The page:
spair of the Rusian people, to aggravate the existing anarchy and to accentuate the famine and
civil war as well as the party feuds."
M. Marchand then reports a secret conference
at the American Consulate-General at the end of
August last, which was attended, in addition to
the American Consul-General Poole, by all the
other representatives of the Allied Governments
and by himself.
"I then learnt that the British Agent was preparing the destruction of the railway bridge over
the river Volkhoff. A glance at the map will
show that the destruction of this bridge would
be equivalent to the delivery of Petrograd to
death by starvation. The British agent added
the information that he had already made an attempt to blow up the Tcherpoff Viaduct which
would have had the same disastrous effcet on
the food supply of Petrograd. The conversation then turned on the subject of the destruction
of the various railway lines. One of the agents
mentioned that he had secured the valuable assistance of the railway employees, who, however,
were opposed to destruction on a large scale;
the corrupted employees were only prepared to
assist in th blowing-up of trains carrying war
materials. I do rht want to dwell upon details
but I am profoifljj^convinced that these were
not isolated acts ornfcfcj^rt of individual agents.
But even if they .\^eAr^olated acts their effect
would be equally pernicious; they are calculated
to draw Russian into an endless and even bloodier political fight and to deliver it to inhuman
sufferings by death and starvation. Moreover,
the sufferings would affect almost entirely the
poor and the middle classes of the population,
while the richer people and the bourgeoisie would
always be able to find the means of escaping to
the Ukraine or abroad."
M. Marchand notes that throughout the conference not a single word was uttered about
fighting Germany, and expresses his profound
conviction that the Soviet Government would
not call in Germany to its assistance.
supported by Allied troops. These governments—the
governments of the North, at Archangel, the All-Russian Provisional Governments at Ufa and at Omsk,
and the Siberian Government at Irkutsk, centered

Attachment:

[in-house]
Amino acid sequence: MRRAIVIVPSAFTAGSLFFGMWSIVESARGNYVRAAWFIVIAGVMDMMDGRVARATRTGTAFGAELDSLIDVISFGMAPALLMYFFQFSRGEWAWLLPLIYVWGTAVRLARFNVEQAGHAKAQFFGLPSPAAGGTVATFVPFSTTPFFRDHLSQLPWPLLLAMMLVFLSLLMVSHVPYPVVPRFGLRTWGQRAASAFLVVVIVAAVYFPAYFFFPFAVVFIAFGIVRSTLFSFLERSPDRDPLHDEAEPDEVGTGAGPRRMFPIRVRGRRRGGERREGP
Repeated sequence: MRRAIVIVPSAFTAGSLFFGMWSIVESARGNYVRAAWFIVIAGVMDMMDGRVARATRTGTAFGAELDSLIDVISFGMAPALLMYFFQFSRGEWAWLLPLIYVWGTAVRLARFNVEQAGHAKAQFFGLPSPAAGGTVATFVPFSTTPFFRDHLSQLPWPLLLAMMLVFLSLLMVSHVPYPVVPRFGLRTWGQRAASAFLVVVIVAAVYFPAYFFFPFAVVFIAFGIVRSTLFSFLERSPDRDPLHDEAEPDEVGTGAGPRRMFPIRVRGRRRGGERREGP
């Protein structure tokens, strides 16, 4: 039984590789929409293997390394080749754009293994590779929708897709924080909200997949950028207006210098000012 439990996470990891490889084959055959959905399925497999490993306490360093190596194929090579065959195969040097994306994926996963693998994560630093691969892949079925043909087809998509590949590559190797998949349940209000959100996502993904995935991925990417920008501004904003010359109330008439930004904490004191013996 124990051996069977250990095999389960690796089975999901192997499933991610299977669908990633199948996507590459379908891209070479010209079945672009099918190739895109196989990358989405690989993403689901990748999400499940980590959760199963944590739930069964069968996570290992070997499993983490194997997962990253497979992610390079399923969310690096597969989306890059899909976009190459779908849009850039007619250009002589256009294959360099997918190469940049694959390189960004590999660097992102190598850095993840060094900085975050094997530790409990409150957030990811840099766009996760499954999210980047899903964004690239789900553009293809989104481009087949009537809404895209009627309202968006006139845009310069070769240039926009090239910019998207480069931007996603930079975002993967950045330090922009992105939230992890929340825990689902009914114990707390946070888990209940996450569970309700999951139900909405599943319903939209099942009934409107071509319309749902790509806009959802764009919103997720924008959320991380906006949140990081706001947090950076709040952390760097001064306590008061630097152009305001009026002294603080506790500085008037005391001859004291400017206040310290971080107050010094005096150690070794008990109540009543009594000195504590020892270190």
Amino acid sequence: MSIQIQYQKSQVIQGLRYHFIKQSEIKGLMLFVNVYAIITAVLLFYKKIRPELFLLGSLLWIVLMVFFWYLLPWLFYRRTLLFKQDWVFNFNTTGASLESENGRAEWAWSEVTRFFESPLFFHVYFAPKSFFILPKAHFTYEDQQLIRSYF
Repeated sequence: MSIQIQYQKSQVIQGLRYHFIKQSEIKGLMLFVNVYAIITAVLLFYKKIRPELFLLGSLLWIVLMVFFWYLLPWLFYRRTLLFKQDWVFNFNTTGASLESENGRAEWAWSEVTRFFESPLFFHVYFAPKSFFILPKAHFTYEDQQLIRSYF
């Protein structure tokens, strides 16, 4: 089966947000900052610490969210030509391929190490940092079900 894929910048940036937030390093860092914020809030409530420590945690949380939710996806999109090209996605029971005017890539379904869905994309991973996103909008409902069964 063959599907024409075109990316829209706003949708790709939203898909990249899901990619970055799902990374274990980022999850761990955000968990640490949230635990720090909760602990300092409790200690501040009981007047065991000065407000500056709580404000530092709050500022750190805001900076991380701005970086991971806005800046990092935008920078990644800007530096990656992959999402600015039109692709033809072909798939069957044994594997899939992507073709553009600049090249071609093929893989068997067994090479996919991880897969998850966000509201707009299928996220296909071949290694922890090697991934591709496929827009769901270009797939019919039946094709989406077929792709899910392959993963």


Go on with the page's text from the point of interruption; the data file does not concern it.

about certain reactionary delegates to the Constituent
Assembly—Tschaikovsky, Avksentiev, Zenzinov and
others; men who were too conservative even for the
"moderate" Socialist parties to which they belonged
under Kerensky's regime.
It is a proof of the power of the Bolsheviki over the
masses of the people, and a justification of the dispersal of the Constituent Assembly, that these "liberals"
and "Socialists" were forced to depend for their fighting forces upon renegade Cossacks and Chinese mercenaries under outcasts like General Seminov, Hor-
vath and Gurko, and Admiral Kolchak; upon the
Czecho-Slovaks, the Japanese and the Allies. . . . And
as was natural in such a situation, even the Allied and
American troops could not save these "governments"
from being overthrown by the Russian riff-raff they
had evoked to fight their battles.
The pressure upon the Russian Soviets has been terrible. The Allied diplomatic representatives in Moscow, it seems, made use of their diplomatic privileges
to plot counter-revolution and even the blowing up of
bridges and munitions work, after the pattern of the
Kaiser's hirelings in this country. Armed attacks have
failed. Deliberate and concerted efforts are being
mride to-starve- th^-I'fcu^inr*-^<wple irrte^ubmvr<'on; In
answer to this the Russian Soviet government, while
Allied troops were actually shooting down Russian
peasants by the thousand in the North and on the East,
treated subjects and citizens of the Allied nations and
the United States with the greatest consideration. And
in all this time they have left no stone unturned to
make peace—even, according to dispatches offering
reparation for property confiscated or destroyed in
Russia, and for repudiated debts.
Shall the United States be a party to what, after all,
has inevitably taken on the significance of an attempt
to restore the Russian Czar?
Amsterdam, Holland (Monday)—The Council of
People's Commissaries in Berlin has signed a law for
the formation of a volunteer national guard for the
maintenance of public order and safety. The law
provides that the guard shall be solely under the Council's control, while the latter also has the sole right to
form detachments of the guard and fix their number
and strength.
The guard, which is to be pledged to support the
Socialist and democratic republic is to be outside the
framework of the army, and the vol%iteers composing it are to choose their own leader*.'»
Nov. 15 Paris "Matin" said : "Let us avoid the
formation of a Bolshevist bloc in central Europe. To
prevent it, let us erect a barrier between Russia and
Germany.   Let us send an army to Danfyig."
& ^■^
Wages and High Prices in Russia
ONE of the most important questions in the economic life of a country is that relating to the
struggle against the high cost of living. The wages of